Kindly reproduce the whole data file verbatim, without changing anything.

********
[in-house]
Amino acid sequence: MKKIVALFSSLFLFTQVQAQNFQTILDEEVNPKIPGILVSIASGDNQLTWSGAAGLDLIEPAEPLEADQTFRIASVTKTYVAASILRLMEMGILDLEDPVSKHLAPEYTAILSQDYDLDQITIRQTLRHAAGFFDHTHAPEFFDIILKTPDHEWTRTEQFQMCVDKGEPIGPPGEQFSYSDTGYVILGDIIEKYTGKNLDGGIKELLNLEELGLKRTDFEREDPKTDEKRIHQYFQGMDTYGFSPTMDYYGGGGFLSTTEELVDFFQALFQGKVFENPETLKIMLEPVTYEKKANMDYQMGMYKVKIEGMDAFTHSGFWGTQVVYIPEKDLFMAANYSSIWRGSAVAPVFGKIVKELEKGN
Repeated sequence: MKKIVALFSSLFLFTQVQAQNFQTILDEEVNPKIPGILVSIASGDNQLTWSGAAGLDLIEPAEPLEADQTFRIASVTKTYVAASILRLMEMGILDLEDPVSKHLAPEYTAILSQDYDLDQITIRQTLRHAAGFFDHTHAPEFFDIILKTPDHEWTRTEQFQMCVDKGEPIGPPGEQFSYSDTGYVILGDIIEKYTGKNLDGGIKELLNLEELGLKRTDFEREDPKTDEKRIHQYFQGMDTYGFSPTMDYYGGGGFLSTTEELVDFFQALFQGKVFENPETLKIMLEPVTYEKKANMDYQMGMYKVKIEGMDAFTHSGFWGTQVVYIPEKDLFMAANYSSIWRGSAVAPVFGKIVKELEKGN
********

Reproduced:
[in-house]
Amino acid sequence: MKKIVALFSSLFLFTQVQAQNFQTILDEEVNPKIPGILVSIASGDNQLTWSGAAGLDLIEPAEPLEADQTFRIASVTKTYVAASILRLMEMGILDLEDPVSKHLAPEYTAILSQDYDLDQITIRQTLRHAAGFFDHTHAPEFFDIILKTPDHEWTRTEQFQMCVDKGEPIGPPGEQFSYSDTGYVILGDIIEKYTGKNLDGGIKELLNLEELGLKRTDFEREDPKTDEKRIHQYFQGMDTYGFSPTMDYYGGGGFLSTTEELVDFFQALFQGKVFENPETLKIMLEPVTYEKKANMDYQMGMYKVKIEGMDAFTHSGFWGTQVVYIPEKDLFMAANYSSIWRGSAVAPVFGKIVKELEKGN
Repeated sequence: MKKIVALFSSLFLFTQVQAQNFQTILDEEVNPKIPGILVSIASGDNQLTWSGAAGLDLIEPAEPLEADQTFRIASVTKTYVAASILRLMEMGILDLEDPVSKHLAPEYTAILSQDYDLDQITIRQTLRHAAGFFDHTHAPEFFDIILKTPDHEWTRTEQFQMCVDKGEPIGPPGEQFSYSDTGYVILGDIIEKYTGKNLDGGIKELLNLEELGLKRTDFEREDPKTDEKRIHQYFQGMDTYGFSPTMDYYGGGGFLSTTEELVDFFQALFQGKVFENPETLKIMLEPVTYEKKANMDYQMGMYKVKIEGMDAFTHSGFWGTQVVYIPEKDLFMAANYSSIWRGSAVAPVFGKIVKELEKGN